How To Drop The Ball In Comics: What Bothers Me About The X-Men’s Plight
…Okay, before anyone sees that title and asks, no, I don’t hate the X-Men in any way, shape, or form. I love the X-Men. In fact, I think it’s that love of the X-Men that helped me realize this issue of mine. See, a few days ago, while discussing the possibility of the X-Men and Fantastic 4 being phased out in terms of importance to the Marvel Universe, I mentioned how, and I quote, “the X-Men’s continued plight as being loathed by humanity becomes more absurd the more you think about it and the more time goes by”. I also mentioned how I’d like to see Marvel Studios come to some kind of deal with Fox to be able to incorporate the X-Men into the Marvel Cinematic Universe, if for no other reason but to have Wolverine potentially join the Avengers for a mission or two. However, looking back on that, I think that would only make the same problem I have with the X-Men in the comics present in the movies. And for those wondering what that is, I will spell it out for you: The X-Men and mutantkind in general being hated and mistrusted by ‘normal’ human beings MAKES NO SENSE when they exist in the same universe as the Avengers, who are seen as the legitimate heroes of Earth. Hell, it doesn’t make any sense when presented in the same universe as ANY superhero team that has super-powered members of any kind. Every excuse I’ve ever heard, be it that they’re too powerful, too different, were ordinary humans changed to be superhuman, can read minds, none of them have any kind of leg to stand on when you really analyze them. And, if you’ll allow me, I’d like to present my evidence in a very simple bulleted list.
- The Avengers have plenty of super-powered individuals that can be seen as being as powerful or more-so than the average mutant. And don’t split hairs with me, you know what I mean by average. The number of mutants that could take Thor or the Hulk in a one-on-one fight are probably a bit on the short side. So, those that fear that mutants are too powerful have clearly never taken a good look at Earth’s Mightiest Heroes.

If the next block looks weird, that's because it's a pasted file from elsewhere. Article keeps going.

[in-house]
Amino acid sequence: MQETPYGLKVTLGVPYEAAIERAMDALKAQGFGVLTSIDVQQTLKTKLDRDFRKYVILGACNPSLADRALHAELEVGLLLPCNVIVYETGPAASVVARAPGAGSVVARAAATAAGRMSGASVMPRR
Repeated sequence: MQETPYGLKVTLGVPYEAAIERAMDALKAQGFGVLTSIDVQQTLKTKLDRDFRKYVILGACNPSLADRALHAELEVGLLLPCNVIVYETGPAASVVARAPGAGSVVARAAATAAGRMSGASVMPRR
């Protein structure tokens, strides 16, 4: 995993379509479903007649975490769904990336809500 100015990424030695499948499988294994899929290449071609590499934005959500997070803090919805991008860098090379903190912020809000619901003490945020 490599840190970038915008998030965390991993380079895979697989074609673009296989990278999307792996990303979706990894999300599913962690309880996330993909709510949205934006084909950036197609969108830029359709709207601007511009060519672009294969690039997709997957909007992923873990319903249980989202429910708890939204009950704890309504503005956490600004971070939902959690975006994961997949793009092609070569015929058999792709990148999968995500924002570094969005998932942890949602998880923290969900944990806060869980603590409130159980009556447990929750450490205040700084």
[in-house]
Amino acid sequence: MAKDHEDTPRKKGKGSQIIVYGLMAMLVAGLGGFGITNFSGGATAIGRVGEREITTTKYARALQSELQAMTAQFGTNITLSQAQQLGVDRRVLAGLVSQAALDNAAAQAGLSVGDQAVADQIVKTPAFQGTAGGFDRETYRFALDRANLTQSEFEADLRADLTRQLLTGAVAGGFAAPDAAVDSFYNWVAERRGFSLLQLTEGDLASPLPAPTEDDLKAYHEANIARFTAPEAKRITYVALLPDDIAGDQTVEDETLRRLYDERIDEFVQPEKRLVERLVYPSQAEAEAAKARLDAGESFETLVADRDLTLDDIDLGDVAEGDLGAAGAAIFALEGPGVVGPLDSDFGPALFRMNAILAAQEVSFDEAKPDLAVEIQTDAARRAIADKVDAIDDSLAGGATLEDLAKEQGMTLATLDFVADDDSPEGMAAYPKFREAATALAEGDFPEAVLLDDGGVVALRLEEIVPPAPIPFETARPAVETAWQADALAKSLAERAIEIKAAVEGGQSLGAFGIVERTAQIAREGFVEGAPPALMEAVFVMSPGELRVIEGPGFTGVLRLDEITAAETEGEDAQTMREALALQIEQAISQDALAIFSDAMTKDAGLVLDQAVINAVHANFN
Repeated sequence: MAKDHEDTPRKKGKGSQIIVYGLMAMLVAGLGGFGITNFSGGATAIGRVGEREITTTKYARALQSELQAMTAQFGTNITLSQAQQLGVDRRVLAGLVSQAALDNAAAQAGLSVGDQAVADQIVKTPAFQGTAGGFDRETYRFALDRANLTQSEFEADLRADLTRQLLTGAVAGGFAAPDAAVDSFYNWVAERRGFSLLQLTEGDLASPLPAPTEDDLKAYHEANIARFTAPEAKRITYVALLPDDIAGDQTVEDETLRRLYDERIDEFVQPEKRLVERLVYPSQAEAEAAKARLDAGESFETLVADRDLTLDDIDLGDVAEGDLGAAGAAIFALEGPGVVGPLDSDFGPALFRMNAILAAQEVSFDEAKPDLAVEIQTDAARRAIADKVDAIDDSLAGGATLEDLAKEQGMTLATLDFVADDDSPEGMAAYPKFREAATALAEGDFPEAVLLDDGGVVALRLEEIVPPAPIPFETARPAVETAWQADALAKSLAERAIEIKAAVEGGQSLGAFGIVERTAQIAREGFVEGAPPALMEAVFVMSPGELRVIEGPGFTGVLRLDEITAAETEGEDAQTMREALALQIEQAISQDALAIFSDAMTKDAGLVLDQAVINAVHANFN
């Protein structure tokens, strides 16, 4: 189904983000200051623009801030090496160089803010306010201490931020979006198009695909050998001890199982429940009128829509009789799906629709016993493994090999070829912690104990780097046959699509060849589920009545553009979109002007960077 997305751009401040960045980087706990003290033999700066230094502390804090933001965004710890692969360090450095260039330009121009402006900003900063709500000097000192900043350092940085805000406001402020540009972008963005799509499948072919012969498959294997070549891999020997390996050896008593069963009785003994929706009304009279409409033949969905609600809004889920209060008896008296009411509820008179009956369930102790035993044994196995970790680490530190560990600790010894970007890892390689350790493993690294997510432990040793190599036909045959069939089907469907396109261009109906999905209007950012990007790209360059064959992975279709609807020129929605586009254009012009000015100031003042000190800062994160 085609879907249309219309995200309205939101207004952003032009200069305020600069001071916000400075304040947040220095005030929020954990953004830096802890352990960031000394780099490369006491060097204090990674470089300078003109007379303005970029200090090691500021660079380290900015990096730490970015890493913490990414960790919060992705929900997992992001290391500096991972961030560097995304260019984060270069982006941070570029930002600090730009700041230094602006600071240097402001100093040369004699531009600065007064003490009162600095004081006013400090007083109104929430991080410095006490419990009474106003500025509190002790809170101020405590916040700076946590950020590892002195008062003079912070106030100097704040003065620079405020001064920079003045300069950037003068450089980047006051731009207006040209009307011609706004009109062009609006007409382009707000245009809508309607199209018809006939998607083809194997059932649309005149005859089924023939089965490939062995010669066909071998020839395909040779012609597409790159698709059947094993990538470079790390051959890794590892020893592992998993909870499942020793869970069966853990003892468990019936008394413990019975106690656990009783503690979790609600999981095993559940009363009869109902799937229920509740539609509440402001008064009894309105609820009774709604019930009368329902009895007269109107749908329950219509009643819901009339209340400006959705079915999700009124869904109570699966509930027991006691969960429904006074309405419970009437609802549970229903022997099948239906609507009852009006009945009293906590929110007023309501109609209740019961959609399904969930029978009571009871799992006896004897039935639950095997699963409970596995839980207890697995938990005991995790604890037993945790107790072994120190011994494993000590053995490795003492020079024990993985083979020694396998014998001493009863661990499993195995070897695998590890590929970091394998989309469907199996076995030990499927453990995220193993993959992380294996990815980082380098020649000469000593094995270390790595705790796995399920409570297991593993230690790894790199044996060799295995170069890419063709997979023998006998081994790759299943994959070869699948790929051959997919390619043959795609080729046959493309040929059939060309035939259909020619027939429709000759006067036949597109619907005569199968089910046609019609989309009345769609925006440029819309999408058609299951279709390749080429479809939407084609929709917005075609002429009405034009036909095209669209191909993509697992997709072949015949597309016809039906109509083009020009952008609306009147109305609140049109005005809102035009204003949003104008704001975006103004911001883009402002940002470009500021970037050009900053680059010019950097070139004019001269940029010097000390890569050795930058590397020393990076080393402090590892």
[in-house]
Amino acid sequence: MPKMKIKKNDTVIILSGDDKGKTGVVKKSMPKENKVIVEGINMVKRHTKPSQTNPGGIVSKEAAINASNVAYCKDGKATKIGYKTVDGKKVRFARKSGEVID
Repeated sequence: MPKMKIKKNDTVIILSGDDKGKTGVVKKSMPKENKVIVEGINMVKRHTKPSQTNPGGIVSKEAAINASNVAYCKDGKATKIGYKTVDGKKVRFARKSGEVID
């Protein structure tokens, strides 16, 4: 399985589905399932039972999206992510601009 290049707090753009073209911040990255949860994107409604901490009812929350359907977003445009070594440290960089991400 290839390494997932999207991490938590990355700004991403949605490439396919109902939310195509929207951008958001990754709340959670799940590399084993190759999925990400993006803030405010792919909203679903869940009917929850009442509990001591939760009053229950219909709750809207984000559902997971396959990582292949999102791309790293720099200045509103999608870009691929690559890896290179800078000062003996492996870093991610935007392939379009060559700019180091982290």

- Members of the Avengers have come not only from various walks of life on Earth, but from different worlds and even whole different realms of existence. And while I’m not saying that people aren’t afraid of Thor for being different, I would go out on a limb and suggest that they are considerably less than the number of people that fear mutants for the same damned reason.
- There exist plenty of superheroes both on the Avengers and other superhero teams (hell, EVERY MEMBER of the original Fantastic 4) who were ordinary humans that were altered, empowered, or transformed in some way, shape, or form that all get free passes from prejudice and hate. Now, granted, there are those that ARE feared and hated, too. Probably the biggest example of such would be the Hulk. However, let’s look at the biggest example of a human being who was changed and became able to perform superhuman feats: Steven Rogers, AKA Captain fucking America. Granted, at the end of the day, he’s still a human being with basic human weaknesses, but he can lift more and run faster than any non-enhanced human being, and can process information quicker than the average person too. And while I wouldn’t wanna make an ass outta you and me, I’m nonetheless going to assume that significantly fewer people fear Captain America than mutants.